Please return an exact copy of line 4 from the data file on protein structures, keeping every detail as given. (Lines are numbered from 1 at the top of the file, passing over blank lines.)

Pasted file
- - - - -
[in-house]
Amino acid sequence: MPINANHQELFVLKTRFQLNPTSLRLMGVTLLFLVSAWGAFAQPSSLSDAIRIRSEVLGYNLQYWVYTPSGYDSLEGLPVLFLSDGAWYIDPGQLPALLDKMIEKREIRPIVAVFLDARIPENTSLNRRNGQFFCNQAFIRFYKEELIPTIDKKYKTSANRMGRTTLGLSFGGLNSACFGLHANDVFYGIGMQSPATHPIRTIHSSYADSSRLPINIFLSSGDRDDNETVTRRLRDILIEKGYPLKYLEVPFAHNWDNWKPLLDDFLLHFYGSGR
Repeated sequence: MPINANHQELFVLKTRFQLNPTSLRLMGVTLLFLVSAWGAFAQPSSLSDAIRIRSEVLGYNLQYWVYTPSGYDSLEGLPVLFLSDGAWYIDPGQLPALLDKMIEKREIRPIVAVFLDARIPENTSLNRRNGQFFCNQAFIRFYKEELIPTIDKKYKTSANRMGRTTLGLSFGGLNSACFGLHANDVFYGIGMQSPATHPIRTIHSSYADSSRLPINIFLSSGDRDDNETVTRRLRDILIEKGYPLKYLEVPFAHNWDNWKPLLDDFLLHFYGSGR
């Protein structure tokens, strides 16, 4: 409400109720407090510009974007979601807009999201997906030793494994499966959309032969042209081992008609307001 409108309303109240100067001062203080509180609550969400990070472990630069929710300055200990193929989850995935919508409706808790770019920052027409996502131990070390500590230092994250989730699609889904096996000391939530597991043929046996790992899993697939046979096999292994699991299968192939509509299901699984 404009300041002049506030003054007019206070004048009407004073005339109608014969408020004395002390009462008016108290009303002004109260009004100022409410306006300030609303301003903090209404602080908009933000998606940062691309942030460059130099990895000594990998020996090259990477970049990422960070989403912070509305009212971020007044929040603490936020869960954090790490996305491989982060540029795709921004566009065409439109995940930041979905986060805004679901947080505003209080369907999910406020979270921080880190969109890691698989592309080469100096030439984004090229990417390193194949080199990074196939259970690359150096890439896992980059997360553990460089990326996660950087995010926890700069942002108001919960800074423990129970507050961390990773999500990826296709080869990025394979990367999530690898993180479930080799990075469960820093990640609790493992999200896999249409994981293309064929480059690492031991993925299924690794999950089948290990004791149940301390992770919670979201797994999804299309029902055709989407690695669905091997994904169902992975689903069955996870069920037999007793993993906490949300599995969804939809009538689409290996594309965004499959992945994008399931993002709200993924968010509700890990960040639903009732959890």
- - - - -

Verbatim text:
């Protein structure tokens, strides 16, 4: 409400109720407090510009974007979601807009999201997906030793494994499966959309032969042209081992008609307001 409108309303109240100067001062203080509180609550969400990070472990630069929710300055200990193929989850995935919508409706808790770019920052027409996502131990070390500590230092994250989730699609889904096996000391939530597991043929046996790992899993697939046979096999292994699991299968192939509509299901699984 404009300041002049506030003054007019206070004048009407004073005339109608014969408020004395002390009462008016108290009303002004109260009004100022409410306006300030609303301003903090209404602080908009933000998606940062691309942030460059130099990895000594990998020996090259990477970049990422960070989403912070509305009212971020007044929040603490936020869960954090790490996305491989982060540029795709921004566009065409439109995940930041979905986060805004679901947080505003209080369907999910406020979270921080880190969109890691698989592309080469100096030439984004090229990417390193194949080199990074196939259970690359150096890439896992980059997360553990460089990326996660950087995010926890700069942002108001919960800074423990129970507050961390990773999500990826296709080869990025394979990367999530690898993180479930080799990075469960820093990640609790493992999200896999249409994981293309064929480059690492031991993925299924690794999950089948290990004791149940301390992770919670979201797994999804299309029902055709989407690695669905091997994904169902992975689903069955996870069920037999007793993993906490949300599995969804939809009538689409290996594309965004499959992945994008399931993002709200993924968010509700890990960040639903009732959890």